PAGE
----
A trip to your local gun shop or gun show will affirm the unwavering popularity of rifles chambered in .223 Rem. Chances are, most will sport some form of red-dot sight. Although such optics foster rapid target acquisition and enable both eyes to remain open while engaging a target, they typically lack the precision accuracy of those with more traditional designs, due to the dot’s size and the absence of magnification.
Measuring slightly more than 8 inches in length and weighing a mere 12.2 ounces, the Nikon P-223 3x32 mm
is a compact and lightweight scope, adding little bulk while occupying not much more real estate than a red-dot. But unlike a red-dot, the P-223 doesn’t rely on illumination. Instead, this svelte optic combines fixed 3X magnification with the company’s Bullet Drop Compensating (BDC) Carbine recticle, which was developed specifically for the 55-grain .223 Rem./5.56 NATO round and features a 200-yard crosshair with corresponding hash marks at 400 and 600 yards. The pairing of low magnification combined with the easy-to-employ BDC recticle makes alternating between short- and intermediate-range targets the heart of the utilitarian, but versatile, optic. But, what does this mean for the shooter who prefers heavier bullets or engaging targets at distances beyond the predetermined ranges?
Thanks to Nikon’s Spot On ballistic technology, matching the P-223 and recticle to your particular load is simply a matter of accessing Nikon’s website or the Spot On app, and selecting the data from the corresponding pull-down menus. The program gives you the accurate distance for the reference points in the recticle, based on the information you enter.
For lead-slingers with novice Web-Fu skills—like me—the P-223 3x32 mm has target turrets (permitting you to dial in corrections and eliminate the guesswork of holdover) with .5-inch windage and elevation adjustments, an impressive 100 MOA of total adjustment and the added benefit of a return-to-zero capability. Simply lifting the turrets enables you to zero them out without moving the reticle, the latter of which aids in making on-the-fly adjustments.
Along similar lines, a large eye box assists in quickly acquiring the correct hash mark. Upon initial inspection, I found the fully multicoated Nikon glass clear and, to my surprise, it boasts up to 98-percent light transmission, making it capable of use in low light. Best of all, the P-223’s 32 mm objective-lens diameter permits substantially more light to enter the tube than conventional red-dots or magnified scopes of similar size and power. Whether targets are close or distant, the scope provides crisp, clear images, thanks to its quick-focus eyepiece.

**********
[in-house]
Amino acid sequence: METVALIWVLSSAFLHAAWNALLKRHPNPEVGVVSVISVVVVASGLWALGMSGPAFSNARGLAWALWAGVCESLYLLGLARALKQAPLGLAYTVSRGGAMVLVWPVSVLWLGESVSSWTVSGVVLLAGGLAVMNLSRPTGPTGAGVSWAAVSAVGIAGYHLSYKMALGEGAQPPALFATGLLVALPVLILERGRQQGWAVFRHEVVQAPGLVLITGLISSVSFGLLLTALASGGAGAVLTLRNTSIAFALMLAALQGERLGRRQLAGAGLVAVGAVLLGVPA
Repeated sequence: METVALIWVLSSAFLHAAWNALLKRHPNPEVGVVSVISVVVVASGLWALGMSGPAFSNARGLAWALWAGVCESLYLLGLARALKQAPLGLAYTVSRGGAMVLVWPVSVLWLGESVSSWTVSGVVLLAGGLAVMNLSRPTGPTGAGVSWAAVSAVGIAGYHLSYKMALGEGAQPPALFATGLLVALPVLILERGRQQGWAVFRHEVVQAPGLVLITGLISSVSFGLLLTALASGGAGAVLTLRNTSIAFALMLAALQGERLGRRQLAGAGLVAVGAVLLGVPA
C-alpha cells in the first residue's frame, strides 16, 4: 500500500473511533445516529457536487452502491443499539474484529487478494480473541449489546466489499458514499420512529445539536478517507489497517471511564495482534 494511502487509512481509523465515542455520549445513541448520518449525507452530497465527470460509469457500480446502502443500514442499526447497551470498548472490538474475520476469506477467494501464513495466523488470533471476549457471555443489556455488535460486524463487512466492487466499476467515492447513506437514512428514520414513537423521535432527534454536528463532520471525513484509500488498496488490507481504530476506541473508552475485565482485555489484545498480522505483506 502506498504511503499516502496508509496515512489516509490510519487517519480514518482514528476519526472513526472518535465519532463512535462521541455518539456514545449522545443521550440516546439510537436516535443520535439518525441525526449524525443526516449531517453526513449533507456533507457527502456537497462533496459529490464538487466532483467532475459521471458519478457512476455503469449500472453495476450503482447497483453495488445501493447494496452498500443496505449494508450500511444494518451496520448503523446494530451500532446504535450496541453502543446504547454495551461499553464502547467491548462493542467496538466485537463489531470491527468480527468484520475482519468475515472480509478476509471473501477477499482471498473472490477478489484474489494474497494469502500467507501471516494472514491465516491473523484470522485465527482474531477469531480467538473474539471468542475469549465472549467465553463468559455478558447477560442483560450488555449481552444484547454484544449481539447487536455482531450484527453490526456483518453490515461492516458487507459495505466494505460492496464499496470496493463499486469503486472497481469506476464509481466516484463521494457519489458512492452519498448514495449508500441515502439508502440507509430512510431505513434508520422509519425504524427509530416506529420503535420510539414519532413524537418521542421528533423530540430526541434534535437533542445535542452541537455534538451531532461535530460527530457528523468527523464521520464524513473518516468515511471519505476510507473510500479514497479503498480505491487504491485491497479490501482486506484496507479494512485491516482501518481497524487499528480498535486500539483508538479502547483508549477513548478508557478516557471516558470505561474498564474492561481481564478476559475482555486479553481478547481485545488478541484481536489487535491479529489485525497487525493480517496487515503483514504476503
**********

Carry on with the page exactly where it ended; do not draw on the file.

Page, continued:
In testing, the Nikon P-223 3x32 mm proved rugged and reliable. Turret feedback was positive and repeatable while I proceeded to “shoot the box.” For those who religiously note their zero settings, I found the highly visible numeric values on the turrets to be confidence building as the distance to target increased.
That is only part of this optic’s allure—the ability to rapidly transition between close and intermediate targets is where it truly shines. Regardless of whether targets are up close or several football fields away, the P-223 is capable of delivering precision hits when seconds count. Of course, such versatility also boosts the fun factor for the weekend plinker. Similarly, the ability to successfully shave seconds from dynamic 3-gun stages could usher in victory or help transform a run-of-the-mill AR into a makeshift predator-eradication tool. Yet, while the P-223’s design and features offer an obvious advantage in such applications, I was uncertain how effective its fixed 3X magnification would stack up—compared with a conventional red-dot optic—in a home-defense scenario.
To find out, I mounted the P-223 on one of my short-barreled ARs and used a shot timer while firing a series of three, three-shot drills at a distance of 10 yards. In spite of the fixed 3X magnification, the large eye box helped me to find the aiming point quickly. While an illuminated recticle would be a welcome feature, I was able shoot a 2.5-inch group average in 1.66 seconds. Afterward, I replaced the P-223 with a red-dot and repeated the drill. To my surprise, it proved capable of 1.5-inch groups—despite having a dot greater than 3 MOA—but its lack of magnification contributed to a par time of 2.81 seconds. Does a difference of 1 inch matter at home-defense distances? Probably not, but what I find of greater concern is the extra time I needed to acquire the red-dot.
You could shell out several hundred dollars to buy a red-dot optic, along with the almost equal added expense of a magnifier. Considering the Nikon P-223 3x32 mm is roughly the same size as that package, offers a greater degree of adaptability and costs less than $150, however, the thought of mounting anything else on your AR may suddenly lose its allure.